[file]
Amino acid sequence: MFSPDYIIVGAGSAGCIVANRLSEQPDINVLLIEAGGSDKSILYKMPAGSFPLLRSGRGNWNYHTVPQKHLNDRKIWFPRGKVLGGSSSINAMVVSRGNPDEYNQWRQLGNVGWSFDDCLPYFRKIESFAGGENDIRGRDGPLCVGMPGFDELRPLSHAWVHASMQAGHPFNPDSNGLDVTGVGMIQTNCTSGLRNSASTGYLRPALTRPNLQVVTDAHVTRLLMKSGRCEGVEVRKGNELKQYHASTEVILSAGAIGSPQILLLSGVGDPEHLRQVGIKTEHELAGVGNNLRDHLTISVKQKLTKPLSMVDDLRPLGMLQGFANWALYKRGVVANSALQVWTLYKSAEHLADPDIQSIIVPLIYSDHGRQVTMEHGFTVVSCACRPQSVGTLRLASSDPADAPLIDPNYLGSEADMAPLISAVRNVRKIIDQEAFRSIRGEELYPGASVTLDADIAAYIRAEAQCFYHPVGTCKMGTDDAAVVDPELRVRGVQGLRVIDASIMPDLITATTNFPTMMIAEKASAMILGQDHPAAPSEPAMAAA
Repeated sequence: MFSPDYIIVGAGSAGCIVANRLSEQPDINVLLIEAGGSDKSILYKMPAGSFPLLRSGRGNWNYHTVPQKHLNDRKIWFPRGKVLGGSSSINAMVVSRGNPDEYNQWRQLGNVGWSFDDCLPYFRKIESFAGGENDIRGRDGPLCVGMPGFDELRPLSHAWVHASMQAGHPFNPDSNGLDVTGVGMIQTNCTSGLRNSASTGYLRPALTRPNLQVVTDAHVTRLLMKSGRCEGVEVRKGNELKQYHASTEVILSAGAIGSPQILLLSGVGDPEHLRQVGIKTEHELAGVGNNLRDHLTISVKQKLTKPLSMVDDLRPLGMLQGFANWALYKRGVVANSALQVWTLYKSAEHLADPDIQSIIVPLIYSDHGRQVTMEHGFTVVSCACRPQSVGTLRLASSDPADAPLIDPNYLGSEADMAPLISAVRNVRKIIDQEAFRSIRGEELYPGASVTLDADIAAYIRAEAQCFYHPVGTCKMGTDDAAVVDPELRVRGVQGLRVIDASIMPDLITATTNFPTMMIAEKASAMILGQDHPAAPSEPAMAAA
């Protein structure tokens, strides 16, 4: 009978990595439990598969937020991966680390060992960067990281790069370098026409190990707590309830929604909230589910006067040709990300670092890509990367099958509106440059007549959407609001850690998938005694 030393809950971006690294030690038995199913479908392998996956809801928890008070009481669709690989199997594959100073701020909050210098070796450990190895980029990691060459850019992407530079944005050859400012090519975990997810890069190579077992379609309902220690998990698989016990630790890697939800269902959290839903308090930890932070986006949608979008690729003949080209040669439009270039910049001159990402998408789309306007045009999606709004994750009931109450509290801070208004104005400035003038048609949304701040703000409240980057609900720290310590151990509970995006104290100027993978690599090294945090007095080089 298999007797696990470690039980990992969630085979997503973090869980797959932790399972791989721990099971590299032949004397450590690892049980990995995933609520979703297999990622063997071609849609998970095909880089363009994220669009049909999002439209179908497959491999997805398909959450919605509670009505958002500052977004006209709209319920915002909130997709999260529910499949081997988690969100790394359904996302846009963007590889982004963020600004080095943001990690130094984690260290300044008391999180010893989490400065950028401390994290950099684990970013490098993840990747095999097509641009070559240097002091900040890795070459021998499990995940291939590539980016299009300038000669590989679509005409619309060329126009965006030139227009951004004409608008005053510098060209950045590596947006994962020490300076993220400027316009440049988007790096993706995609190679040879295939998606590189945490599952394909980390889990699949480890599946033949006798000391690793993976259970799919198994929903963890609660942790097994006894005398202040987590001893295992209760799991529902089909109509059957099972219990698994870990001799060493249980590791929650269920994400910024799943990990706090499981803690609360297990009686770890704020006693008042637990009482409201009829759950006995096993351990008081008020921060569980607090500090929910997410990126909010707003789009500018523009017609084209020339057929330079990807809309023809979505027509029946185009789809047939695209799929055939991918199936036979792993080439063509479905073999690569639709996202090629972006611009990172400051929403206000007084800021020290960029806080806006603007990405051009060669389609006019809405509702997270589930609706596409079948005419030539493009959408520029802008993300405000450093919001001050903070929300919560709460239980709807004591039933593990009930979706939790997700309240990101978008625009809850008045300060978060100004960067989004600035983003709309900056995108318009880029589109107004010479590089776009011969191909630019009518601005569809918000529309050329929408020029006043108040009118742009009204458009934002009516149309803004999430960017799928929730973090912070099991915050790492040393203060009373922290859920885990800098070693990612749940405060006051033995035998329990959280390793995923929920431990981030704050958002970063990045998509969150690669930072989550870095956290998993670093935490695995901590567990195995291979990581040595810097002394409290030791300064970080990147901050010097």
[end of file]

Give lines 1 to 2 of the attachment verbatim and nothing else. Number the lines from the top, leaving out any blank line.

Amino acid sequence: MFSPDYIIVGAGSAGCIVANRLSEQPDINVLLIEAGGSDKSILYKMPAGSFPLLRSGRGNWNYHTVPQKHLNDRKIWFPRGKVLGGSSSINAMVVSRGNPDEYNQWRQLGNVGWSFDDCLPYFRKIESFAGGENDIRGRDGPLCVGMPGFDELRPLSHAWVHASMQAGHPFNPDSNGLDVTGVGMIQTNCTSGLRNSASTGYLRPALTRPNLQVVTDAHVTRLLMKSGRCEGVEVRKGNELKQYHASTEVILSAGAIGSPQILLLSGVGDPEHLRQVGIKTEHELAGVGNNLRDHLTISVKQKLTKPLSMVDDLRPLGMLQGFANWALYKRGVVANSALQVWTLYKSAEHLADPDIQSIIVPLIYSDHGRQVTMEHGFTVVSCACRPQSVGTLRLASSDPADAPLIDPNYLGSEADMAPLISAVRNVRKIIDQEAFRSIRGEELYPGASVTLDADIAAYIRAEAQCFYHPVGTCKMGTDDAAVVDPELRVRGVQGLRVIDASIMPDLITATTNFPTMMIAEKASAMILGQDHPAAPSEPAMAAA
Repeated sequence: MFSPDYIIVGAGSAGCIVANRLSEQPDINVLLIEAGGSDKSILYKMPAGSFPLLRSGRGNWNYHTVPQKHLNDRKIWFPRGKVLGGSSSINAMVVSRGNPDEYNQWRQLGNVGWSFDDCLPYFRKIESFAGGENDIRGRDGPLCVGMPGFDELRPLSHAWVHASMQAGHPFNPDSNGLDVTGVGMIQTNCTSGLRNSASTGYLRPALTRPNLQVVTDAHVTRLLMKSGRCEGVEVRKGNELKQYHASTEVILSAGAIGSPQILLLSGVGDPEHLRQVGIKTEHELAGVGNNLRDHLTISVKQKLTKPLSMVDDLRPLGMLQGFANWALYKRGVVANSALQVWTLYKSAEHLADPDIQSIIVPLIYSDHGRQVTMEHGFTVVSCACRPQSVGTLRLASSDPADAPLIDPNYLGSEADMAPLISAVRNVRKIIDQEAFRSIRGEELYPGASVTLDADIAAYIRAEAQCFYHPVGTCKMGTDDAAVVDPELRVRGVQGLRVIDASIMPDLITATTNFPTMMIAEKASAMILGQDHPAAPSEPAMAAA